Lt. Col. Grossman writes,
Under stress, the body tends to tune out all senses but one to avoid sensory overload and confusion.(Grossman, Dave, Lt. Col. ON COMBAT. 2008. Warrior Science Publications. Pg. 61.)
Have you ever experienced that before? I feel it is similar to that of being in "the zone" (as I have heard it called before). The director shows it in the film "For Love of the Game" when the pitcher was on the mound. As a young gymnast I used to become so focused on my beam exercise (especially) that everything else would get "tuned out" in that moment. The experiences about which Lt. Col. Grossman writes though are so much more incredible than my example! How the body was created to protect itself is beyond words.
Don't Just Stand There, Do Something!
In his book THE TAO OF BRUCE LEE, author Davis Miller tells about his experience of being bullied in school and how he responded. In addition to receiving verbal assaults, things got violent when a classmate challenged him to a fight and (what he thought were thousands of) spectators attended. He describes "faces, full with a mean kind of joy." Further he writes,
I lowered myself into the deep, strong, bent-legged horse-stance I'd practiced for what seemed endless hours in karate class...and chambered both fists in the inverted hachiji-dachi position on the waist...exactly the way Sensei had taught....
[Alvin] pushed his open left palm into my nose, pulled it back. I kept both fits at my sides. He slapped me across the mouth, and again. I tried to deflect the second blow with the rising, looping, outside ageuke block I'd been taught in class. It was too stiff and too slow. Alvin jabbed, closed fisted, and hooked off it. The punches didn't hurt, only numbed my face. I kept both fists chambered at the waist. Alvin slid two more jabs into my chin; my head twice slammed the back of my shoulders....
Alvin tackled me at the waist; I fell jarringly onto my shoulder, then rolled down the hill. He followed, jumping onto my chest, pinning my arms, and punching both sides of my face. I felt the first shot bounce my head off the grass to the left, the second one to the right, before I managed to yank my arms free and grab his wrists, which I held, white-knuckled, until somebody screamed, "Teacher."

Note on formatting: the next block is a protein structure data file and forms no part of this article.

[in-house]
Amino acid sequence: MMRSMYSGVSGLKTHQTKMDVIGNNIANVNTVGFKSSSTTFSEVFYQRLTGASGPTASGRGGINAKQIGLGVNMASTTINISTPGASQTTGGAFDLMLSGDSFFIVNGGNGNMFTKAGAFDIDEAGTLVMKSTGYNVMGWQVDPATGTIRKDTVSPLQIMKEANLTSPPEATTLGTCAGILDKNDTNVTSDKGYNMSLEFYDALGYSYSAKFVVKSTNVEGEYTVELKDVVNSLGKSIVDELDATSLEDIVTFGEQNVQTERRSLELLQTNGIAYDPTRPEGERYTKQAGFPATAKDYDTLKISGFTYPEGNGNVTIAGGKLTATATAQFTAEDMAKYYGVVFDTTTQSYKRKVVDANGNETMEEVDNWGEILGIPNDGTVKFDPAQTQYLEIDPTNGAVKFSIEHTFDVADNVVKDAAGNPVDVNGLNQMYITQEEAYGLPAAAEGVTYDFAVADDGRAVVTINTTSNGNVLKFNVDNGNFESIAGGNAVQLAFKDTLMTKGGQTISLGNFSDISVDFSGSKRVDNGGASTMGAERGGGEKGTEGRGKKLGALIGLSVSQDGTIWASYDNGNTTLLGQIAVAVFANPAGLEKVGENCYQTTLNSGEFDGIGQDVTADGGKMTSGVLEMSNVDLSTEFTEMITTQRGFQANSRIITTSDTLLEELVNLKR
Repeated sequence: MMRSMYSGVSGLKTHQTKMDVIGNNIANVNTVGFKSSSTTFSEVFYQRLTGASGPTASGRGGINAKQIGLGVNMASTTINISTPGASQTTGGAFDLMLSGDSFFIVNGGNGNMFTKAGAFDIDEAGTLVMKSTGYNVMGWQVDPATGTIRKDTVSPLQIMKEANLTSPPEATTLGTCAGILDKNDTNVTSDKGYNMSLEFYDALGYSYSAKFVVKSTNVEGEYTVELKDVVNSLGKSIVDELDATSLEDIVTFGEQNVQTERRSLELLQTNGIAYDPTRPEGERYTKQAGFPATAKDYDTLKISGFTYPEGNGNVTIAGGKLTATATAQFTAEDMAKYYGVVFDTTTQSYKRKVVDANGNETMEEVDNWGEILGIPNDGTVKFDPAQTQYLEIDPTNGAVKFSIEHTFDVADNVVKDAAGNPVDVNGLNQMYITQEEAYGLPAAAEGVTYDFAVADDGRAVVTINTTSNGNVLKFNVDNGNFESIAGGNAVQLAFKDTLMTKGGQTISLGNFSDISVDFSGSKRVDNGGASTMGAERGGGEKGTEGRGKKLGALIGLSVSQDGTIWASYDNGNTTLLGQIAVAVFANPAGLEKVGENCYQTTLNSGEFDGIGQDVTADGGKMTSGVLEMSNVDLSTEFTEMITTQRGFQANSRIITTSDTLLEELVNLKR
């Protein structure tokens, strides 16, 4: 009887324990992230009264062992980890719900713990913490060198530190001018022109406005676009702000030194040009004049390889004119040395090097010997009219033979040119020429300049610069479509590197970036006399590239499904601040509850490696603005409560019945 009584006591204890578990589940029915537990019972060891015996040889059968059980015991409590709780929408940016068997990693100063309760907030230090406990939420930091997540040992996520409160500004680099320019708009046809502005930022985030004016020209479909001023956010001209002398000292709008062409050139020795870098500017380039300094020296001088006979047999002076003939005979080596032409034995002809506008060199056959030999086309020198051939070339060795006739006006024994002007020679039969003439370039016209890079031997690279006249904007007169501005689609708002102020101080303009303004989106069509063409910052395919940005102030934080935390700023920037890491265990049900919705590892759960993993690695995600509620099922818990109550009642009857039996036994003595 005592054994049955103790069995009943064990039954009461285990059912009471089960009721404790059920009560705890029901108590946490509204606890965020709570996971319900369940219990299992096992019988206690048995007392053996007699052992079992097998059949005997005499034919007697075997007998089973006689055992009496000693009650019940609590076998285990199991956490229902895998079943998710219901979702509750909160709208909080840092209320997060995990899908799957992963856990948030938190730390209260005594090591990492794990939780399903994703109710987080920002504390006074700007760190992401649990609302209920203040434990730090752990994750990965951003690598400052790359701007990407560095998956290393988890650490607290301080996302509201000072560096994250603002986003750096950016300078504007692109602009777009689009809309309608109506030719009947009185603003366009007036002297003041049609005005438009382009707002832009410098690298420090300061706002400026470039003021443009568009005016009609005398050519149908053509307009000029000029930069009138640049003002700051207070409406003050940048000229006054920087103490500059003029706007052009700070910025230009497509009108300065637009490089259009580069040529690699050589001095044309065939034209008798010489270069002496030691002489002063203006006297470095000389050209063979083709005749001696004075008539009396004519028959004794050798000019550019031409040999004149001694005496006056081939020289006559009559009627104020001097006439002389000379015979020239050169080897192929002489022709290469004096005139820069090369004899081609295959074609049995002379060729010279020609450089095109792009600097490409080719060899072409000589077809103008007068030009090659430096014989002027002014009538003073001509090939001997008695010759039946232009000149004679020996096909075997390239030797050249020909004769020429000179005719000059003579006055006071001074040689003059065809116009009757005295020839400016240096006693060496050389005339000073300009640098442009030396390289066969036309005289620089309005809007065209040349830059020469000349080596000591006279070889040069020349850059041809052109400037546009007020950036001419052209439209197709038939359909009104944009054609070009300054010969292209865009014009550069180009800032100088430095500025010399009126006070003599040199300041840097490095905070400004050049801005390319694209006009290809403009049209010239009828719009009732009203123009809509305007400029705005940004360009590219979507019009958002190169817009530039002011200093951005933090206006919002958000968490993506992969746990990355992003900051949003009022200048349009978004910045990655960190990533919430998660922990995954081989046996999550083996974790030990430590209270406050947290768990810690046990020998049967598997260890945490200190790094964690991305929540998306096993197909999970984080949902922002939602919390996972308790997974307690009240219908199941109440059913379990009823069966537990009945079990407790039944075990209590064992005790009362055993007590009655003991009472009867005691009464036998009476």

What could have been done in this situation? Davis Miller had been attending a karate class but that particular one did not train him properly to defend himself. Not to mention his heart was probably pounding which, according to Lt. Col. Grossman, would have caused "vasoconstriction", making "fine" and "complex motor skills deteriorate".
How to Handle Destructive Individuals
It is my opinion, the more serious the bullying, the more important it is to have a plan of action...especially when/if it gets to a life or death status. Keep your mobile phone readily available. Practice dialing 9-1-1 so it becomes muscle memory. If there is a bully in your home and you feel your healthy and safety is at risk, licensed counselor, national speaker, and author, Leslie Vernick, suggests leaving a packed bag in the garage incase a "time out" at a hotel (away from the bully) is in order. She also suggests the five steps in dealing with a "toxic, destructive" person in her paper "How to Handle Toxic and Critical People".
Let love be genuine. Abhor what is evil; hold fast to what is good. Love one another with brotherly affection. Outdo one another in showing honor. Do not be slothful in zeal, be fervent in spirit, serve the Lord. Rejoice in hope, be patient in tribulation, be constant in prayer. Contribute to the needs of the saints and seek to show hospitality. Bless those who persecute you; bless and do not curse them. Rejoice with those who rejoice, weep with those who weep. Live in harmony with one another. Do not be haughty, but associate with the lowly. Never be wise in your own sight. Repay no one evil for evil, but give thought to do what is honorable in the sight of all. If possible, so far as it depends on you, live peaceably with all. Beloved, never avenge yourselves, but leave it to the wrath of God, for it is written, "Vengeance is mine, I will repay, says the Lord." To the contrary, "if your enemy is hungry, feed him; if he is thirsty, give him something to drink; for by so doing you will heap burning coals on his head." Do not be overcome by evil, but overcome evil with good. (Romans 12:9-21 ESV)